Musashikuni Returns with Konishiki to Sumo & Sushi

Musashikuni on the dohyo at Kokugikan, Natsu 2019
Former Makushita rikishi Musashikuni in his previous life. Photo credit: @nicolaah for Tachiai.

Longtime followers of Musashikuni were disappointed to learn of his recent intai. Long touted as a great hope of Musashigawa-beya, the former Yokozuna and stable master’s nephew vacated the banzuke after struggling with injury in recent months.

His intai ceremony was performed at his heya, and left the Texan Wakaichiro (whose shusshin is technically Nagasaki) as the sole American competitor in the sport.

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【武蔵國 引退のご報告】 武蔵川部屋再興当時より皆様に応援して頂いて参りました武蔵國でございますが、今場所をもって引退する事ととなり、本日たくさんの方々に見守られる中、断髪式を行いました。 昨年より体調を崩したまま回復に至らず、親方と話し合いをした結果、今後はハワイに帰り第二の人生を送ります。 来日してから七年間、大相撲の世界で努力して参りましたが、皆様のご期待に応えることができないまま引退となりました事を大変申し訳なく思っております。 これまで、武蔵國の応援をして頂き、誠にありがとうございました‼︎ #武蔵川部屋 #武蔵丸 #大相撲 #sumo

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Musashikuni has now resurfaced in America, taking part in the curious “Sumo & Sushi” tour, which will be hosted by the legendary former Ozeki and popular cultural tarento, musician and plate lunch grillmaster Konishiki. These events have taken place on a smaller scale at various cultural festivals across America, and allow people who might be completely unfamiliar with the sport to see some of the traditions and the rikishi up close and personal. Often, the events even offer local customers the chance to get in the ring with a former rikishi, and we had the privilege of speaking to one such punter not too long ago.

(The competing rikishi’s status in the sport is perhaps played up for the benefit of customers who may never be the wiser – we also spoke to someone who was under the impression that former Maegashira Yamamotoyama had in fact been a Yokozuna.)

Musashikuni will be on tour with three other retired rikishi: Bungonishiki (Makushita 16, Dewanoumi beya), Kumago (Sandanme 38, Takasago beya), and Tooyama (Makushita 7, Tamanoi beya)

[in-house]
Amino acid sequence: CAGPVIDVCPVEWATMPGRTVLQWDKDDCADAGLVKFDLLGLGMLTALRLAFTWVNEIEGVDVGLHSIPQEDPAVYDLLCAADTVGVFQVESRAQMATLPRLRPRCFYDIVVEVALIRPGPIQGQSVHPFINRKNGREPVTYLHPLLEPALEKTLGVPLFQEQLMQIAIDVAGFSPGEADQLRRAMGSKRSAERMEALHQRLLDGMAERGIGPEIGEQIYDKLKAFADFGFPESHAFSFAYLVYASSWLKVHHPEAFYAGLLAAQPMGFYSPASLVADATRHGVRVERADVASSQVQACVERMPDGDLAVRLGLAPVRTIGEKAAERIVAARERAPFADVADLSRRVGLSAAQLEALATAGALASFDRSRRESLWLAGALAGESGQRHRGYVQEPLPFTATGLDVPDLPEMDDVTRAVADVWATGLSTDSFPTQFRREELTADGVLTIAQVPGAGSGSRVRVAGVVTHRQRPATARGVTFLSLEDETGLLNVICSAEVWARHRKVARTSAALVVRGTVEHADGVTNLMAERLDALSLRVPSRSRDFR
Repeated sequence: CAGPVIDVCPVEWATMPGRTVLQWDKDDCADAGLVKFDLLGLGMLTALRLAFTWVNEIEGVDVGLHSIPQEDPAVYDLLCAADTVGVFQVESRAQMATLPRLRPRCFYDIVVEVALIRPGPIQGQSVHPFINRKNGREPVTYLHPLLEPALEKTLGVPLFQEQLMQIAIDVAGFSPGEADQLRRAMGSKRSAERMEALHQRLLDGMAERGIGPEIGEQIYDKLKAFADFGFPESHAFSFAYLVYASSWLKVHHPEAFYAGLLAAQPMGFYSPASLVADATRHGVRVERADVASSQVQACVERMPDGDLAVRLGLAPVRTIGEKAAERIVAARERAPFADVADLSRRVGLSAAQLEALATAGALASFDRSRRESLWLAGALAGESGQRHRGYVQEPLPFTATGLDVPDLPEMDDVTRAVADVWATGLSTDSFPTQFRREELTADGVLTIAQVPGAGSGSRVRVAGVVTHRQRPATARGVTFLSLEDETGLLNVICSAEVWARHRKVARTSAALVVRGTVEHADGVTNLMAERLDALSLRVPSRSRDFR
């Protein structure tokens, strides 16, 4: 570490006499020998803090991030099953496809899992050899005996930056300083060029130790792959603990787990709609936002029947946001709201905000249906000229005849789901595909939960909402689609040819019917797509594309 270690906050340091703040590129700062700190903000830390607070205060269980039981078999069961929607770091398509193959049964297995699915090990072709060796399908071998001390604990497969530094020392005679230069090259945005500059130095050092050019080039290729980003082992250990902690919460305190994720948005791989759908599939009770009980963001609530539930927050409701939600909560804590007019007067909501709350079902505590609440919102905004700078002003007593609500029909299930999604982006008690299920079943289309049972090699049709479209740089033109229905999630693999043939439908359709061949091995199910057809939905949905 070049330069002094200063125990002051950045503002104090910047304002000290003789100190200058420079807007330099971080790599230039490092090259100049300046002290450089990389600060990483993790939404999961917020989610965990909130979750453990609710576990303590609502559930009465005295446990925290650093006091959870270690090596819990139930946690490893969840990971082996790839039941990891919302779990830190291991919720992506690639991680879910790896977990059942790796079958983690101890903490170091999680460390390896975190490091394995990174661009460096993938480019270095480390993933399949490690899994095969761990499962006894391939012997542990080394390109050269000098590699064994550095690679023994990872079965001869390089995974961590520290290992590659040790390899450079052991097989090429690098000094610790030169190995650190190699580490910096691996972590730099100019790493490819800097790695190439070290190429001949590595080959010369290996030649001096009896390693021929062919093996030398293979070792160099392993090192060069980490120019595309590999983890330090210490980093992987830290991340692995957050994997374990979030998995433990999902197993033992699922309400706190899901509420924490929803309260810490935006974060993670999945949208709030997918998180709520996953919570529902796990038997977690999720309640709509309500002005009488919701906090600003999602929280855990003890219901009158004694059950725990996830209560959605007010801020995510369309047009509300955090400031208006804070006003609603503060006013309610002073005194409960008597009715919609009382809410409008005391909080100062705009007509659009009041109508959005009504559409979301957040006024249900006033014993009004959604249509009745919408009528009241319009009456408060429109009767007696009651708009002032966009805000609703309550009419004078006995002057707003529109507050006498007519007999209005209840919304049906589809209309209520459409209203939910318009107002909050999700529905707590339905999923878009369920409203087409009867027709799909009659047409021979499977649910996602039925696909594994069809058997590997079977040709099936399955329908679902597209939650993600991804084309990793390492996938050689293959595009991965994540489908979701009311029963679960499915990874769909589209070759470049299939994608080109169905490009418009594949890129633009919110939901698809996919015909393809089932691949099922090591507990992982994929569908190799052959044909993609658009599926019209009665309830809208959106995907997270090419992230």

The events will offer varying degrees of tickets for fans in the Seattle (Oct 31-Nov 2), Los Angeles (Nov 10) and New York (Nov 16 & 17) metropolitan areas over the balance of 2019. Viewing-only tickets range between $50 and $70, Sushi dinner ticket packages tend to run around $100, with front row seats and fights against the rikishi running $100 and $200 more, respectively.

While those ticket prices do compare somewhat unfavourably with even Kokugikan honbasho tickets purchased through third party sites which apply a fee, it does of course seem fair to mention that these events not only may serve to bring new fans to sumo, but can offer intimacy on a tangential level with the sport for fans who may not be able to travel (for time or budgetary reasons) all the way to Japan. Of course, the events can also help provide a source of income for former rikishi who may not have achieved sekitori status and the accompanying salary in their career in Ozumo. And you certainly wouldn’t get the chance to dance with a current rikishi at Grand Sumo’s hallowed home.

Tickets can be purchased at We would certainly look forward to any feedback from readers of the site who may be in attendance. We will also be tracking these events and keeping a close eye on other lower division favourites who may be making their way around the world with similar tours in the future.